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Toronto-Dominion Bank Is NOT Severely Undervalued

Toronto-Dominion Bank (TSX:TD)(NYSE:TD) is an incredible business, too cheap to ignore, says Fool.ca contributor Joey Frenette.

Is he right?

While it might be a good business, I suspect “incredible” is a bit of a stretch.

Amazon.com, Inc. is a great business. So too, I would argue, is Tesla Inc. I would even go as far as nominating Berkshire Hathaway Inc., the holding company Warren Buffett started over 50 years ago.

These are all great businesses.

No bank, I would suggest, qualifies for such a distinction. That’s especially true here in Canada, where the competitive marketplace is staked out by a handful of banks propped up by exceptionally bank-friendly mortgage insurance practices.

However, beauty is in the eye of the beholder. He may be right; I may be wrong. Never the twain shall meet.

The second part of Frenette’s statement that TD Bank stock is too cheap to ignore is definitely up for debate. Here’s why.

Valuation

Today, TD Bank trades at 13.7 times earnings. That’s higher than all four of its peers, including Canadian Imperial Bank of Commerce (TSX:CM)(NYSE:CM), which trades at a 28% discount to TD.

So, if TD Bank is too cheap to ignore, it follows that the other four Canadian banks are also too cheap to ignore — a hypothesis I’m not ready to concede given the headwinds faced by all of the banks when it comes to growing their domestic mortgage businesses.

Rising home prices in places like Toronto have made Canadians feel wealthier than they truly are; a CIBC survey just released found that 54% of Canadians believe housing prices will never drop. Never. I wonder why Canadians aren’t that short-sighted about stocks.

As interest rates rise, banks make more money. That’s the good news.

The bad news is that the real estate market is beginning to look a lot like the Titanic with homeowners scrambling to get seats on the lifeboats before they run out. Only, in the case of real estate, it’s Canadians wondering whether they should sell or not.

The last time housing prices corrected in Toronto in a major way was between 1989 and 1996 when they fell by 40%, adjusted for inflation. Between 1985 and 1996, home prices increased by 2.5% annually, adjusted for inflation, about the same as the GDP growth. In 2016, the average house in the Greater Toronto Area jumped by 20%.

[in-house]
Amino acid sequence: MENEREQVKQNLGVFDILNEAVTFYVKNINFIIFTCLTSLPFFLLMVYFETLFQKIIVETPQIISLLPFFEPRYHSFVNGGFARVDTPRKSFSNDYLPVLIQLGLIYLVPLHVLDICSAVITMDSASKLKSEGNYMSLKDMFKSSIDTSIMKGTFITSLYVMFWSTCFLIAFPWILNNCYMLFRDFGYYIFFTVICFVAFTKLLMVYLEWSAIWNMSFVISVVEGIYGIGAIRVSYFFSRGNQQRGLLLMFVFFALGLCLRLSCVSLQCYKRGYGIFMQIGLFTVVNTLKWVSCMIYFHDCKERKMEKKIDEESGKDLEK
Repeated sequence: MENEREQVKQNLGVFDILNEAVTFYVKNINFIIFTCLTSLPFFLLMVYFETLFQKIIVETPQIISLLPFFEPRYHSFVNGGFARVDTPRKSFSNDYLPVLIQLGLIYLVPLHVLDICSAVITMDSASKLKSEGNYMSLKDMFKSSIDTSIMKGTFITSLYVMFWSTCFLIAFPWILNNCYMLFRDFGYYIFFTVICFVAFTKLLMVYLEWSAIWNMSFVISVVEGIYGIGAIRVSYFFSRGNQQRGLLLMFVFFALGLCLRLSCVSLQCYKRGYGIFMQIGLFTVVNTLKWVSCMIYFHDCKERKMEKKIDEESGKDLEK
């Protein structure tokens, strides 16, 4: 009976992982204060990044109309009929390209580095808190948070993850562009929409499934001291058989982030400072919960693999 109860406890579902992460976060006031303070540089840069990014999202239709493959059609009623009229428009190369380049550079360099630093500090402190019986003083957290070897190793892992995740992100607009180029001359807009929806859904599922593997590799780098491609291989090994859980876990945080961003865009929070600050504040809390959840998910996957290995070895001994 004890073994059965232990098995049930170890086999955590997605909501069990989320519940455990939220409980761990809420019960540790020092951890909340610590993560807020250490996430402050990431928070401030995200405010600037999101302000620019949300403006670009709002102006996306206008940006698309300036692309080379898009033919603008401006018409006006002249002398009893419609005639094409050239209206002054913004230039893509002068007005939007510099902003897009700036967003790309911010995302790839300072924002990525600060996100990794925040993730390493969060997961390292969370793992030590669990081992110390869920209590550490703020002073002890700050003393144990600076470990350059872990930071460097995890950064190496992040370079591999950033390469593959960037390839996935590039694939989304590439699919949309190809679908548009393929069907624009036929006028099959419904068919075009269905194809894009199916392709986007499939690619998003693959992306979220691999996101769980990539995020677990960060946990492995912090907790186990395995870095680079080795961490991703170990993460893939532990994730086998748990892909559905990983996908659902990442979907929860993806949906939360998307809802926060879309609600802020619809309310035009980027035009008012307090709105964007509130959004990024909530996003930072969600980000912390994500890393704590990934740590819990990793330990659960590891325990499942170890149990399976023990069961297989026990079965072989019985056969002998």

You can argue all day long about which bank has best insulated itself from a housing correction, but once those interest rates start rising and homeowners start defaulting on their mortgages or rushing for the exits, Canadian banks aren’t going to be able to replace this lost income fast enough to keep profits rising.

TD’s valuation, along with all the other banks, is very tenable.

Bottom line

News broke April 12 that TD, along with Royal Bank of Canada and four other banks, face a lawsuit that they allegedly fixed bond prices in a 10-year collusion scheme to profit from the manipulation of those bond prices.

While these are just allegations at this point, TD is already in the doghouse with Canadians over its overzealous sales practices. These are not the tenets of a great business, and TD is certainly not deserving of a premium multiple, as has been the case historically.

I would argue that only CIBC stock is too cheap to ignore; even then, I’d be careful about buying Canadian bank stocks at this point because the downside appears greater to me than the upside.

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Fool contributor Will Ashworth has no position in any stocks mentioned. David Gardner owns shares of Amazon and Tesla. Tom Gardner owns shares of Tesla. The Motley Fool owns shares of Amazon, Berkshire Hathaway (B shares), and Tesla. Tesla is a recommendation of Stock Advisor Canada.

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